People across the north and north-east are being urged to check for signs of mouth cancer.
Aberdeen Donside MSP Mark McDonald is keen to raise awareness after his father died from an untreated ulcer.
The number of people who died from the cancer rose from 21 in 2016 to 28 last year in the Grampian area alone.
And just weeks after NHS Grampian launched a campaign to raise awareness of the symptoms, Mr McDonald has also highlighted the importance of oral health.
His father, Abbey, died last February aged just 60.
He had ignored an ulcer in his mouth, which later turned out to be cancerous.
Now Mr McDonald jun has quizzed government ministers on whether more awareness raising campaigns can take place.
NHS Grampian has a new strategy in place aimed at raising awareness of mouth cancer which has been backed by former Scotland international rugby player Scott Hastings.
Mr McDonald said: “The figures in Grampian show that mouth cancer is claiming more lives each year, and I have seen its effects first hand.
“Oral health is something which many people don’t always pay enough attention to, and that can be where the early signs are missed.
“I hope people will let medical professionals be the ones to tell them it’s nothing, because it might be something, and leaving it until later can mean leaving it until it’s too late.”
Last week, he asked Public Health Minister Joe Fitzpatrick in parliament what more could be done to tackle the issue.
Mr Fitzpatrick replied: “We will be introducing a new programme of preventative care and, over time, we will introduce an oral health risk assessment for adults.”
Jonathan Iloya, consultant in dental public health at NHS Grampian said: “This debilitating and highly disfiguring disease is now more common than cervical cancer in women and testicular cancer in men put together.
“The number of new cases has increased by 80% in Grampian in the decade to 2015 and mouth cancer now accounts for more deaths than road traffic accidents in Scotland.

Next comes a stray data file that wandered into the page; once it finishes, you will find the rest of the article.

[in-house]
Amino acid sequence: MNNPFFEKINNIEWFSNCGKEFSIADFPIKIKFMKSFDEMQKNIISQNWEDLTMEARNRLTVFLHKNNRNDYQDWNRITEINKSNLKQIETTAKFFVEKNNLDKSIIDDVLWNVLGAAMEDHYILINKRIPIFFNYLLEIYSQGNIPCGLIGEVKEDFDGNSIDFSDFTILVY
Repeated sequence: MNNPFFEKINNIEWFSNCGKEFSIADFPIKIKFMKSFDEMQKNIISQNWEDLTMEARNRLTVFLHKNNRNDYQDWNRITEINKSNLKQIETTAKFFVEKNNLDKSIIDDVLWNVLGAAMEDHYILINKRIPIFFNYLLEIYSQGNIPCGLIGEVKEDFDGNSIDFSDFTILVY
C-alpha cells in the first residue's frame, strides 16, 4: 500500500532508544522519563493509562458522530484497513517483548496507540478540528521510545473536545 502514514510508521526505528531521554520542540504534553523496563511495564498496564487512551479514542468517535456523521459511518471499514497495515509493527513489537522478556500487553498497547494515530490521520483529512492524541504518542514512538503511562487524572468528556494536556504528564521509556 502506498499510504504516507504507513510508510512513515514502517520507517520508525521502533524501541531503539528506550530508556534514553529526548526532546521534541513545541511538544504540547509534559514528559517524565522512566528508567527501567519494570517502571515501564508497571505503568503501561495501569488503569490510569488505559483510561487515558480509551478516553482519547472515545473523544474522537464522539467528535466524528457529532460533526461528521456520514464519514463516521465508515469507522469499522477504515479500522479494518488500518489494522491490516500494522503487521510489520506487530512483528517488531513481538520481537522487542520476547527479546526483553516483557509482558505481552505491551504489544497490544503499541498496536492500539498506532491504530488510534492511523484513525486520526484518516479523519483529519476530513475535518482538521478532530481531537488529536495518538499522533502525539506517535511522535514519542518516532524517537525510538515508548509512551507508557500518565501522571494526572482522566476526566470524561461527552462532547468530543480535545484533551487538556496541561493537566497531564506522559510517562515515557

“We are also working on changing lifestyle behaviours associated with mouth cancer such as smoking and the use of tobacco and excessive alcohol consumption.
“It is also important to routinely visit your dentist as they have a key role to play in early detection of suspect lesions.”
There are many symptoms of mouth cancer, which is often linked to lifestyle choices like smoking.
The most common are:
- Sore mouth ulcers that don’t heal within several weeks
- Unexplained, persistent lumps in the mouth that don’t go away
- Unexplained, persistent lumps in the lymph glands in the neck that don’t go away.
- Less common symptoms include: pain or difficulty when swallowing; changes in your voice or speech problems; unexplained weight loss; bleeding or numbness in the mouth or teeth; difficulty moving your jaw and red or white patches in the lining of your mouth.
While the NHS says many of these symptoms can be linked to less serious conditions, they advise it is worth having them checked out at a dentist or GP.
The NHS website on the issue states: “Mouth cancer often doesn’t cause any noticeable symptoms during its initial stages.
“This is why it’s important to have regular dental check-ups, particularly if you smoke, drink heavily or chew betel, a type of nut commonly consumed in Asia. Your dentist may be able to detect mouth cancer during an examination.
“You should have a dental check-up at least once a year. More frequent check-ups may be recommended if you have a history of tooth decay or gum disease.”